The global energy-storage market is poised to grow from $329 million in 2008 to $4.1 billion by 2018, according to a new report from Pike Research.
With the growth of renewable energy around the world, the need for utilities to capture and store electricity for later use is becoming increasingly important, the company says. The demand for energy storage is driven by several trends, including the proliferation of intermittent renewable energy sources such as wind and solar, the move toward smart grids and the rise of plug-in hybrid and electric vehicles.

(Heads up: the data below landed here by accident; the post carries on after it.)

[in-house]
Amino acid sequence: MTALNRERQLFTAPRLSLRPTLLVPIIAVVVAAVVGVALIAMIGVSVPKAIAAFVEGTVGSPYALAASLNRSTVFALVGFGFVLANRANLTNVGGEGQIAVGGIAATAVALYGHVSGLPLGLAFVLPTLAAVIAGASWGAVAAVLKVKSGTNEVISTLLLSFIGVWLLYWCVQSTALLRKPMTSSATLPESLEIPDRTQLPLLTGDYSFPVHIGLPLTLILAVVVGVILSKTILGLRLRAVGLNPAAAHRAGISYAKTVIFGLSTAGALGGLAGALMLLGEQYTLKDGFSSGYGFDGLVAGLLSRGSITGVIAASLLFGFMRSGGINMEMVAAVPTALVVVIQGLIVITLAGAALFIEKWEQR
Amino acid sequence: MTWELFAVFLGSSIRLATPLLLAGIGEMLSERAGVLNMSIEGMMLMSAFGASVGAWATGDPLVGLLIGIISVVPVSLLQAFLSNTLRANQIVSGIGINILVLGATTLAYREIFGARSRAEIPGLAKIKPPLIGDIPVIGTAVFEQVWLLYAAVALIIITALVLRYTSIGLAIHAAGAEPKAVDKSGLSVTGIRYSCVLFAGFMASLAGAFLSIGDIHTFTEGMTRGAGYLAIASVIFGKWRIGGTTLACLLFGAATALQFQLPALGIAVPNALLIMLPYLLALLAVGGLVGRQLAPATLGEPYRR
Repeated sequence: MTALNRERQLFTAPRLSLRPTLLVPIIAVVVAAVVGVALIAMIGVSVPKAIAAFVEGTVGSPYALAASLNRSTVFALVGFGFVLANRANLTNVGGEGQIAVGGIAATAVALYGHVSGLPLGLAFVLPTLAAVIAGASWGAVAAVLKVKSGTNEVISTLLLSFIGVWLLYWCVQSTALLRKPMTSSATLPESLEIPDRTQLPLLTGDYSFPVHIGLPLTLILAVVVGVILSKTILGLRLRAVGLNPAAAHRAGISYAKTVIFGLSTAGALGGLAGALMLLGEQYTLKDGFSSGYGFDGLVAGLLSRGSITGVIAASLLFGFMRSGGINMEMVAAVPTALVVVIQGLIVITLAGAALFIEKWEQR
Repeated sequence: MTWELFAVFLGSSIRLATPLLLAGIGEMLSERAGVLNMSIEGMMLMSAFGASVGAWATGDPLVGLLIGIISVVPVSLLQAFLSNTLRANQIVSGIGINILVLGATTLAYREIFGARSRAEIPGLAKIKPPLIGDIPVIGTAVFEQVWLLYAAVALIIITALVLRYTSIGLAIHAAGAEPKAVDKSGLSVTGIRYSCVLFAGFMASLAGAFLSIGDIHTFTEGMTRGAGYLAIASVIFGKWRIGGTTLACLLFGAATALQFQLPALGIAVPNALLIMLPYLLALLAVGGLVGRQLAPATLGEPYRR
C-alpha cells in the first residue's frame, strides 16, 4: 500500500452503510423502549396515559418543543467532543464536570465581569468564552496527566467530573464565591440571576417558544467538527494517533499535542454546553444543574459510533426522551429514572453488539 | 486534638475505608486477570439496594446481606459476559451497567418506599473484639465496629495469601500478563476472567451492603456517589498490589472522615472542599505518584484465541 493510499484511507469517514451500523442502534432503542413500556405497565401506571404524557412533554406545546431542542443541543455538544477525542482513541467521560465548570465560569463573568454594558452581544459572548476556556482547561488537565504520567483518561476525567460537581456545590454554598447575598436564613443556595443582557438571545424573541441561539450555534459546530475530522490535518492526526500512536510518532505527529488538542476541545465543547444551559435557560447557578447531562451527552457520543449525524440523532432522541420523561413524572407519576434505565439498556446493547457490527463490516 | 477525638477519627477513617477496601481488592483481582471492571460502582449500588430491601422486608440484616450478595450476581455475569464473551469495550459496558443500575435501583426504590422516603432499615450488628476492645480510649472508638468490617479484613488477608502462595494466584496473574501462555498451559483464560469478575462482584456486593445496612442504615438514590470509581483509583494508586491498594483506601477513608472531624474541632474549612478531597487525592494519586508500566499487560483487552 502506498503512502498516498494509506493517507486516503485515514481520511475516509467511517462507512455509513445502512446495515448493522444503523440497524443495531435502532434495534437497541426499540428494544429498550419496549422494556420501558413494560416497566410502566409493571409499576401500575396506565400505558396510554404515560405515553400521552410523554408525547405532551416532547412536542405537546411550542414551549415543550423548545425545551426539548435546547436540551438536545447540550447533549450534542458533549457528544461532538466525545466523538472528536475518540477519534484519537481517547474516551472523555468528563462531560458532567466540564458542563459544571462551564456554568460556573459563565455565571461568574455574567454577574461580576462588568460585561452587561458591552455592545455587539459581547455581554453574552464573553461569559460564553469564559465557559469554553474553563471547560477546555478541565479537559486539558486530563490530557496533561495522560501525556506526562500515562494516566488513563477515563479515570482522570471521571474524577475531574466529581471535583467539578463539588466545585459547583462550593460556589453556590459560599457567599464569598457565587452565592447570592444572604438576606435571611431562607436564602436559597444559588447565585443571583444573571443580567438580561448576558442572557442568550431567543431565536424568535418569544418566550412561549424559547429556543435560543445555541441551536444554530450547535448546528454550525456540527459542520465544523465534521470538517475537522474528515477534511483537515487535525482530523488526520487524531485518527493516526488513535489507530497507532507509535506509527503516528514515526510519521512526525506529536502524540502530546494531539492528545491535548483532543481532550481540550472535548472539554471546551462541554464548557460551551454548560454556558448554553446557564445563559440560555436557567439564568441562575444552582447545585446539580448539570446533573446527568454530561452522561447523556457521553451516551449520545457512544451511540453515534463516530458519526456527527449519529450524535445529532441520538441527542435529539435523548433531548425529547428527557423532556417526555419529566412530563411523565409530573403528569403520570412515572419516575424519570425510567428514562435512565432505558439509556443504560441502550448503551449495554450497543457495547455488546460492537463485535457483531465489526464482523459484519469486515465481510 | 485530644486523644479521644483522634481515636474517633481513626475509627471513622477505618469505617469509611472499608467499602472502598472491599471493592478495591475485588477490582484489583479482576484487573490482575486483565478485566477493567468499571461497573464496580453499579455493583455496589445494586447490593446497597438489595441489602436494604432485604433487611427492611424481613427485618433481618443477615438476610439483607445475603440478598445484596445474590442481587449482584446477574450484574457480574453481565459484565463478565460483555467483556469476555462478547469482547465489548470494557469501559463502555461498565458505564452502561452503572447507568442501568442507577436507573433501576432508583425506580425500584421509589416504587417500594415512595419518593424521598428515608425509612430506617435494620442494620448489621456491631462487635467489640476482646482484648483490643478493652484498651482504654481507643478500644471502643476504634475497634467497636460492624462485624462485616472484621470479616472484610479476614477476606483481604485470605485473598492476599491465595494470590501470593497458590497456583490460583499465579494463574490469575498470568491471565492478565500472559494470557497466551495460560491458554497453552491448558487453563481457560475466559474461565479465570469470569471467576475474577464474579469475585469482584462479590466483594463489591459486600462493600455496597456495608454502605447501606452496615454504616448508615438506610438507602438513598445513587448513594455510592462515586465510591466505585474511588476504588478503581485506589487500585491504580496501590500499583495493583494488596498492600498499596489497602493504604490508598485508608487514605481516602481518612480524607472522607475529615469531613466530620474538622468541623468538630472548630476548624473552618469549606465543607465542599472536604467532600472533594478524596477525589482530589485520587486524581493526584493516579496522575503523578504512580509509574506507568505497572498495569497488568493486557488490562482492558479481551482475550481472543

‘About a dozen technologies are currently vying for a piece of the utility-scale energy storage market,’ says Clint Wheelock, managing director at Pike Research. He states that the greatest potential for energy-storage growth lies with advanced battery technologies, especially lithium ion and sodium sulfur batteries, as well as pumped hydro and compressed-air energy storage.
Unlike renewable energy, energy-storage technologies have historically received very little support in the form of government subsidies and incentives, which has slowed their development, according to the report. This situation is beginning to change, however, and utilities will be the beneficiaries of significant U.S. government and venture capital investment in advanced batteries for the transportation sector.
An executive summary of the report is available for free download here.
SOURCE: Pike Research